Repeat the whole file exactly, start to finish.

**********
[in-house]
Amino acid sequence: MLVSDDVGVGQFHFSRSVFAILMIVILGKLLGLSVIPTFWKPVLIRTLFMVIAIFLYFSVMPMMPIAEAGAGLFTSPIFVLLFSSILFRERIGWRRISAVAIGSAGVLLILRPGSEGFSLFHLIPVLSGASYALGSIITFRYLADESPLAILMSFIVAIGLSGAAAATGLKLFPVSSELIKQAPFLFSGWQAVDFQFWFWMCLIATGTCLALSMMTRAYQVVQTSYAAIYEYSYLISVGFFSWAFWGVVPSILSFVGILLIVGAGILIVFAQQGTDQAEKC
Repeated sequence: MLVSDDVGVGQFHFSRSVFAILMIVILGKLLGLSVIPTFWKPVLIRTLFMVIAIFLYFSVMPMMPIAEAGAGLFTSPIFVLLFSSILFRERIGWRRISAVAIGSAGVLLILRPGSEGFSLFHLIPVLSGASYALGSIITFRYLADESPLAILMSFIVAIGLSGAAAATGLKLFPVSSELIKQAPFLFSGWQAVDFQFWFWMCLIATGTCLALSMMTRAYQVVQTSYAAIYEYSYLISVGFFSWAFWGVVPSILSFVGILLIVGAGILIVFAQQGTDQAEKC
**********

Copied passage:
[in-house]
Amino acid sequence: MLVSDDVGVGQFHFSRSVFAILMIVILGKLLGLSVIPTFWKPVLIRTLFMVIAIFLYFSVMPMMPIAEAGAGLFTSPIFVLLFSSILFRERIGWRRISAVAIGSAGVLLILRPGSEGFSLFHLIPVLSGASYALGSIITFRYLADESPLAILMSFIVAIGLSGAAAATGLKLFPVSSELIKQAPFLFSGWQAVDFQFWFWMCLIATGTCLALSMMTRAYQVVQTSYAAIYEYSYLISVGFFSWAFWGVVPSILSFVGILLIVGAGILIVFAQQGTDQAEKC
Repeated sequence: MLVSDDVGVGQFHFSRSVFAILMIVILGKLLGLSVIPTFWKPVLIRTLFMVIAIFLYFSVMPMMPIAEAGAGLFTSPIFVLLFSSILFRERIGWRRISAVAIGSAGVLLILRPGSEGFSLFHLIPVLSGASYALGSIITFRYLADESPLAILMSFIVAIGLSGAAAATGLKLFPVSSELIKQAPFLFSGWQAVDFQFWFWMCLIATGTCLALSMMTRAYQVVQTSYAAIYEYSYLISVGFFSWAFWGVVPSILSFVGILLIVGAGILIVFAQQGTDQAEKC